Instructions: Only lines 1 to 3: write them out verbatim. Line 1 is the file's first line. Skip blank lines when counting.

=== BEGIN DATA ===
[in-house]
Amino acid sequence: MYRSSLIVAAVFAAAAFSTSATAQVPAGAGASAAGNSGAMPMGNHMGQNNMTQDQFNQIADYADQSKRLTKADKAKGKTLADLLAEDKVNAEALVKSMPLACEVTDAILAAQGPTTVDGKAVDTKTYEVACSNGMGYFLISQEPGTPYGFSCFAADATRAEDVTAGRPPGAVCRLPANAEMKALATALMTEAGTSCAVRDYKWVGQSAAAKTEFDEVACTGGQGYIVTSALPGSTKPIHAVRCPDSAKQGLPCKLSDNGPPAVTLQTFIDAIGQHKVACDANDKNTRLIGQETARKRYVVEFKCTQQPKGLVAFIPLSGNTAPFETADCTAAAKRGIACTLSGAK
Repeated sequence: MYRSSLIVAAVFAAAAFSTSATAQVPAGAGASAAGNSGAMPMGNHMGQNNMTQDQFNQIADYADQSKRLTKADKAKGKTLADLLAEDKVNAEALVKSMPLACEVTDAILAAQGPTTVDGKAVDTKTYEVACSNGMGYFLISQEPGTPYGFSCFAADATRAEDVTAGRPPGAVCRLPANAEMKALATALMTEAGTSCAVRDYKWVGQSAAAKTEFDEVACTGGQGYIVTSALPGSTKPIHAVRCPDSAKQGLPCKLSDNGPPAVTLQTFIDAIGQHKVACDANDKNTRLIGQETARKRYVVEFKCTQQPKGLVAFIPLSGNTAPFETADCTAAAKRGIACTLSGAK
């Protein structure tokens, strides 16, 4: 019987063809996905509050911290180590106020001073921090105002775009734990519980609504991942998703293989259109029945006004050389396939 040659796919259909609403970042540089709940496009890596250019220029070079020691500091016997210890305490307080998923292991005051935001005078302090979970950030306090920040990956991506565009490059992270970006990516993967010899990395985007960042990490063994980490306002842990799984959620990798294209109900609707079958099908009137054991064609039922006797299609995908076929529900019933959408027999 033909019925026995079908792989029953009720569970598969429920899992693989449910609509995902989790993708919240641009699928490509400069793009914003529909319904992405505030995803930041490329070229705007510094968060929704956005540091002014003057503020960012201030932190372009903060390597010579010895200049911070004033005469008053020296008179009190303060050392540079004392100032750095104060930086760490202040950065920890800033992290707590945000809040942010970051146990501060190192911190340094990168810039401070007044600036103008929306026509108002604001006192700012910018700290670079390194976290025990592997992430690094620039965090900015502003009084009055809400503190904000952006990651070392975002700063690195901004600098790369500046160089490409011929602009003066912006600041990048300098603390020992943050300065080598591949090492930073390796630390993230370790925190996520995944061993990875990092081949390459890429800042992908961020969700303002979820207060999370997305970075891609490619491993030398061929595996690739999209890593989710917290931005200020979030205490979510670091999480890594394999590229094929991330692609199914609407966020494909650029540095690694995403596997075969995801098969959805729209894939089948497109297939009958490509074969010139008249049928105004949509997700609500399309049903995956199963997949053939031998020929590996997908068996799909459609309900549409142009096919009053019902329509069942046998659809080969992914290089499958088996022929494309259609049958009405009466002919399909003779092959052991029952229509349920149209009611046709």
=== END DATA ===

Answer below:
[in-house]
Amino acid sequence: MYRSSLIVAAVFAAAAFSTSATAQVPAGAGASAAGNSGAMPMGNHMGQNNMTQDQFNQIADYADQSKRLTKADKAKGKTLADLLAEDKVNAEALVKSMPLACEVTDAILAAQGPTTVDGKAVDTKTYEVACSNGMGYFLISQEPGTPYGFSCFAADATRAEDVTAGRPPGAVCRLPANAEMKALATALMTEAGTSCAVRDYKWVGQSAAAKTEFDEVACTGGQGYIVTSALPGSTKPIHAVRCPDSAKQGLPCKLSDNGPPAVTLQTFIDAIGQHKVACDANDKNTRLIGQETARKRYVVEFKCTQQPKGLVAFIPLSGNTAPFETADCTAAAKRGIACTLSGAK
Repeated sequence: MYRSSLIVAAVFAAAAFSTSATAQVPAGAGASAAGNSGAMPMGNHMGQNNMTQDQFNQIADYADQSKRLTKADKAKGKTLADLLAEDKVNAEALVKSMPLACEVTDAILAAQGPTTVDGKAVDTKTYEVACSNGMGYFLISQEPGTPYGFSCFAADATRAEDVTAGRPPGAVCRLPANAEMKALATALMTEAGTSCAVRDYKWVGQSAAAKTEFDEVACTGGQGYIVTSALPGSTKPIHAVRCPDSAKQGLPCKLSDNGPPAVTLQTFIDAIGQHKVACDANDKNTRLIGQETARKRYVVEFKCTQQPKGLVAFIPLSGNTAPFETADCTAAAKRGIACTLSGAK